The rms error (RMSE) is dominated by contributions from the random component at all forecast projections. The random RMSE is typically an order of magnitude larger than the bias, except over the Gulf of Mexico and the Caribbean, where they are of comparable size. The random RMSE at 48 h tends to be locally enhanced along axis of the polar jet stream, where its size approaches the observed rms variance due to synoptic-scale transients. Based on that finding, the authors hypothesize that 48 h may be close to the useful limit of predictive skill for mobile short waves at 500 mb.

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Øyvind Saetra and Jean-Raymond Bidlot

1. Introduction In June 1998, the Ensemble Prediction System (EPS) at the European Centre for Medium-Range Weather Forecasts (ECMWF) was coupled to the ocean wave model. From then on, daily ensemble wave forecasts have been available. Although the positive impact on both the atmospheric and the wave forecasts was the main reason for the introduction of the coupling ( Janssen et al. 2002 ), probabilistic forecasts of ocean waves are also potentially very valuable products by themselves. There

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W. F. Feltz, K. M. Bedka, J. A. Otkin, T. Greenwald, and S. A. Ackerman

1. Introduction Atmospheric turbulence is a major aviation hazard responsible for 609 fatalities, 823 injuries, and an estimated property loss of $134M from 1983 to 1997 ( Eichenbaum 2000 ). Aircraft turbulence is often associated with rapid thunderstorm development (e.g., Lane et al. 2003 ), upper-tropospheric folding events (e.g., Endlich 1964 ; Koch et al. 2005 ), and topographically induced mountain-wave and rotor phenomena (e.g., Reiter and Foltz 1967 ; Clark and Gall 1982 ; Clark et

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Yung Y. Chao, Jose-Henrique G. M. Alves, and Hendrik L. Tolman

1. Introduction There is a critical need to improve the skill of operational forecasts of extreme wind–wave fields associated with intense hurricanes, because of the potentially damaging impacts they can have on coastal settlements and economic activities. Hence, the National Centers for Environmental Prediction (NCEP) have implemented two specialized wave models to provide regional forecasts of hurricane-generated wind waves in the North Atlantic and Pacific Ocean basins on an operational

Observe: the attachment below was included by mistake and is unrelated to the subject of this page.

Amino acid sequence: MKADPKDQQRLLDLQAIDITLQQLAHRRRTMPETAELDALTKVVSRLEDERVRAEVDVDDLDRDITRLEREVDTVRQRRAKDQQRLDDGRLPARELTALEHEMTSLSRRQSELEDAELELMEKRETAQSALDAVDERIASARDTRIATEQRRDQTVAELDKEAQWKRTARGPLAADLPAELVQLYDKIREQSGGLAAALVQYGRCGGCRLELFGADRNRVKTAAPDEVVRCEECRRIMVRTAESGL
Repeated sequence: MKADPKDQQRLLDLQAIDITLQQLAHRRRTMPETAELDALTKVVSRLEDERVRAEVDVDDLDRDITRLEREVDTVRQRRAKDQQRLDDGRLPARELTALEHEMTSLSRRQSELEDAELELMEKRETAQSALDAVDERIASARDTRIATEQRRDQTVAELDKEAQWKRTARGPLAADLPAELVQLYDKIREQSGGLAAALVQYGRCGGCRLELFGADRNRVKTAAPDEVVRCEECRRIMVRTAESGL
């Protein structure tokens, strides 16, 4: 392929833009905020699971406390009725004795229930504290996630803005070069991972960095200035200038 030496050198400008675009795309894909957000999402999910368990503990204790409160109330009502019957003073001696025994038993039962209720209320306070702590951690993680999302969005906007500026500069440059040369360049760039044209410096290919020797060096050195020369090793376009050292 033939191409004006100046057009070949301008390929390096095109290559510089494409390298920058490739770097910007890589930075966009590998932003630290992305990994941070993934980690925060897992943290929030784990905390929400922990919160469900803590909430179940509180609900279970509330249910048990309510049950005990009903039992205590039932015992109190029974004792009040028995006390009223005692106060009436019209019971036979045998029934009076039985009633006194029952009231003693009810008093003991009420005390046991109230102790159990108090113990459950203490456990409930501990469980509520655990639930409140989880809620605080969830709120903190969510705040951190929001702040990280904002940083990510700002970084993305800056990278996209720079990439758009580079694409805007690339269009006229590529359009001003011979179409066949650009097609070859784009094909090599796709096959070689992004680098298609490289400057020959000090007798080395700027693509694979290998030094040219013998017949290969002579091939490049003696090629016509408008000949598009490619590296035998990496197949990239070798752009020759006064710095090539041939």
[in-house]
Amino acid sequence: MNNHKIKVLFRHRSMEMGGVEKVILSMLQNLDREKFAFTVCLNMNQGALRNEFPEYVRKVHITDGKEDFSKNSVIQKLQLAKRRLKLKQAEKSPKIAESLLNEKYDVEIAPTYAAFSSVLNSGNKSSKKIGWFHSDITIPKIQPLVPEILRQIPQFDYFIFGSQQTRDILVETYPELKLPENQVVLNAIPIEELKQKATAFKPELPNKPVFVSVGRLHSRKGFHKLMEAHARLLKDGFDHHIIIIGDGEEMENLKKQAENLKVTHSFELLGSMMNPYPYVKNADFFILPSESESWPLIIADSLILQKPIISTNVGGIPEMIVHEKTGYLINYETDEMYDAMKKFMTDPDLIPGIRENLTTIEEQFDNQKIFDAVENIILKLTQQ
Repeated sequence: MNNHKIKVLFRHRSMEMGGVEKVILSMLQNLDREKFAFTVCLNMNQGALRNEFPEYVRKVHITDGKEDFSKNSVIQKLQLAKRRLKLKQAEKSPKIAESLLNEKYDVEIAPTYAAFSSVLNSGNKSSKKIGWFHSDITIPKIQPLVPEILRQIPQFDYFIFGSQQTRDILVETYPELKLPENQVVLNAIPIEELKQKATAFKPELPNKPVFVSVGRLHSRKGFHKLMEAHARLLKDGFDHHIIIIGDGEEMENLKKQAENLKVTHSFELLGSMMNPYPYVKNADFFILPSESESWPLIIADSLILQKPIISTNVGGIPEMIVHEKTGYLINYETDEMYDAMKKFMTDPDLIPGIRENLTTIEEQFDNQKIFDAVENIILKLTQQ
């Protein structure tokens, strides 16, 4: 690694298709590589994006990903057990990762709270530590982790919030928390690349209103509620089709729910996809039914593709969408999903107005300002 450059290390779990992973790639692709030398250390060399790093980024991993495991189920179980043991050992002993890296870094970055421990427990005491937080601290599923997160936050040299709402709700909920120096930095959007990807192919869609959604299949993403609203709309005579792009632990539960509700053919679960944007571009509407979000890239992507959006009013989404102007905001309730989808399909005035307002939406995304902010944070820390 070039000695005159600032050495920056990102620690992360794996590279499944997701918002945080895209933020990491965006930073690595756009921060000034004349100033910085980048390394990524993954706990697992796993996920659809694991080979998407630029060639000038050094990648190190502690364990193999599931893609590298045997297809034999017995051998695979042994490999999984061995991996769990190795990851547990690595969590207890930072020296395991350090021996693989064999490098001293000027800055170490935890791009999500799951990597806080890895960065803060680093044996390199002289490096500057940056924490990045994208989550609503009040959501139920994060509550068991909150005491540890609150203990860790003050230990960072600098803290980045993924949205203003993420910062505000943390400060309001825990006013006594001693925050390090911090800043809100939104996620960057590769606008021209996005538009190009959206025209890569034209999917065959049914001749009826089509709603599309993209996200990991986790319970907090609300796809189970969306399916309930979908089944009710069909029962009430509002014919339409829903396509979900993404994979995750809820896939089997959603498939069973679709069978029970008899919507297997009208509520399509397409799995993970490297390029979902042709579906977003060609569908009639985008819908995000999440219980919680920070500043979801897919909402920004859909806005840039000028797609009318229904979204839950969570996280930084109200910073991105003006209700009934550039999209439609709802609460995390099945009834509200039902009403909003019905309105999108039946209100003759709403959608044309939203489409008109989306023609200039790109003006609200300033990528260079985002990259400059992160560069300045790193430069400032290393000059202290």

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Julio T. Bacmeister, Paul A. Newman, Bruce L. Gary, and K. Roland Chan

possible interactions between the wave and thebackground wind. It is likely that waves breaking in astrongly sheared flow will produce stronger turbulencethan those breaking in a uniform wind. Strong shearsare generally thought to be rare in the stratosphere.However, it appears that planetary waves in the stratosphere can occasionally create relatively strong vertica!gradients in on-ridge winds over individual ridges, asis illustrated in Fig. 6. Figure 6a shows NMC analysesof geopotential height for 16

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Stephen D. Eckermann, Andreas Dörnbrack, Harald Flentje, Simon B. Vosper, M. J. Mahoney, T. Paul Bui, and Kenneth S. Carslaw

symmetric vortex circulation, which isolates cold polar air from midlatitudes. Planetary waves episodically propagate upward from tropospheric sources, displacing and distorting the vortex and enhancing descent, which warms the stratosphere adiabatically ( Newman and Nash 2000 ). Global models capture these dynamics quite well: indeed, global NWP models have better forecast skill in the stratosphere than the troposphere during polar winter, permitting relatively accurate predictions several days or more